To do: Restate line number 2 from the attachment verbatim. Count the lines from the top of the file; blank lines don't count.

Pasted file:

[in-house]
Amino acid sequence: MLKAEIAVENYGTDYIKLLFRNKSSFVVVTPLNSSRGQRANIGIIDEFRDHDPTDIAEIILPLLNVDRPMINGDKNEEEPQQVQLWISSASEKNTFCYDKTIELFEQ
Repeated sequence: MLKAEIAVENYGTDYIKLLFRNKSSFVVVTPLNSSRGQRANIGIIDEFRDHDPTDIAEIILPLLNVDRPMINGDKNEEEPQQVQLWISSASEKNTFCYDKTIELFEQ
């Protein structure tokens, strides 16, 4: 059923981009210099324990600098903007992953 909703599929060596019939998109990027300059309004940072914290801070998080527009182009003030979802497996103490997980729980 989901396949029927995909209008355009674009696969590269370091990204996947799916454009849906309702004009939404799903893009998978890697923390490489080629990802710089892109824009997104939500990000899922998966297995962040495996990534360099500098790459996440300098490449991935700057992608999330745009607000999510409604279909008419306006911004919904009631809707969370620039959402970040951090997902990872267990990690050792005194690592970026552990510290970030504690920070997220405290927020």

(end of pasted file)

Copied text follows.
Amino acid sequence: MLKAEIAVENYGTDYIKLLFRNKSSFVVVTPLNSSRGQRANIGIIDEFRDHDPTDIAEIILPLLNVDRPMINGDKNEEEPQQVQLWISSASEKNTFCYDKTIELFEQ